BeOS was so incredibly powerful for its time. If you’d like to try a more modern take, Haiku OS is the spiritual successor to BeOS and is now getting very close to a release. It supports LibreOffice, web browsing, apps, games and works on (some) real hardware. Haiku is available here.
There are two things about BeOS that I remember very fondly.
First one’s about its famous real-time playback capabilities. I had a slow Pentium machine, 233 MHz Pentium II with an S3 Virge video card. And a CD rip of… Titanic, I believe, or some other cheesy movie? In any case, this was the golden age of CD rips and warez, and I ended up getting this one through some CD exchange thing and oh well.
Unfortunately, it was impossible to watch it with Media Player under Windows 98. It played, all right, but pretty much frame-by-frame. It was more like a badly timed slideshow than a film.
Then one of the local computer magazines put BeOS Personal Edition on one of their cover CDs. I tried it and it was pretty fun and they swore it had good multimedia capabilities and I remembered the rip thingie and I figured I’d try to see if it would play.
It played fine.
That’s not the end of it though. There was a famous demo where they showed BeOS play several films and sound files and whatnot at the same time so I figured I had to try that. I somehow made room on my 3.2 GB hard-drive which now held Windows and BeOS, and copied the whole film on the hard drive. I opened one movie player instance that read from the CD, one that read from the hard drive…
…and it worked flawlessly. On a 233 MHz machine. I think it was before I’d upgraded it so it had 32 MB of RAM (and if I’m wrong and it was after the update, then it had a whopping 128 MB of RAM).
Second one’s about the documentation.
The documentation was stellar. It allowed me, a young script kiddie with barely any programming knowledge under his belt, who’d never written something more advanced than a barebones, silly Rogue clone in extremely bad C++, to go from “just booted this on my machine” to “I wrote a MS Paint clone” in about a week. The APIs were pretty great but the documentation that came with them was absolutely amazing. It was a good, cohesive, flexible API that came with concise and detailed explanations about pretty much everything. It came with the OS, too, if I recall correctly – you could sit down and start hacking right away. Putting that next to any modern Linux box today is embarrassing. Only Qt comes sort of close in terms documentation quality and coverage (albeit I feel – but I never tried to measure it in any way, so I may be wrong about it – that it’s been going downhill lately).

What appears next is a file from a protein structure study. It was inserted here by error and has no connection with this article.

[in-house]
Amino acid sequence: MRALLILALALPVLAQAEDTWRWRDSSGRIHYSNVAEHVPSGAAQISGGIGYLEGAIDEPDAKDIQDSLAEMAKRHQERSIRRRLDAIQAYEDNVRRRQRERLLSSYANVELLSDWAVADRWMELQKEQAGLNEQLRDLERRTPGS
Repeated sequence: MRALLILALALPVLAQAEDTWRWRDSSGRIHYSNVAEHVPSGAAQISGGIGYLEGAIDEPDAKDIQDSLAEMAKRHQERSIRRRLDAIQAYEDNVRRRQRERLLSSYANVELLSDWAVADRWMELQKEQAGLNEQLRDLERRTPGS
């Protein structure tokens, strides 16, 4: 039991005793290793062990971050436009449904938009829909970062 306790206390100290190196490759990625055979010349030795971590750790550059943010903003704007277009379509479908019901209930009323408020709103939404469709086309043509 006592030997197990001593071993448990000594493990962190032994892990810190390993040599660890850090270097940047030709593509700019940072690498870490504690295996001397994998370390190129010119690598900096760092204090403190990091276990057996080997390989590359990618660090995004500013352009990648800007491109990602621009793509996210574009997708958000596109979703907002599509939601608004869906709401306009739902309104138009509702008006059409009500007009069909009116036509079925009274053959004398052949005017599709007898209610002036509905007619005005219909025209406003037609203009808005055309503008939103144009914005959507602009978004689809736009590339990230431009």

I remember seeing demonstration videos of BeOS halving it’s glteapot (or something similar) frame rates when you turned off a CPU. It is a magnificent system.
I remember trying BeOS in ~1999/2000, around the same time as I’d started toying with Linux and FreeBSD. My desktop machine at the time was this Frankenbeast that I’d gradually cobbled together and at one point it had a whopping 1.1GB of RAM. (Why 1.1? I’d acquired two 512MB sticks and had a 128MB leftover, so thought, why not?)
When I tried installing BeOS on that machine, it’d panic on boot. I asked on a mailing list, and it turned out I had too much RAM. Dropping below 1GB made it work. It was a lovely OS to use - very slick interface compared to Windows and GNOME of the day. Alas, the lack of software (and all that RAM going to waste in a drawer) meant I didn’t use it for very long.
Similar fate as Plan9/9front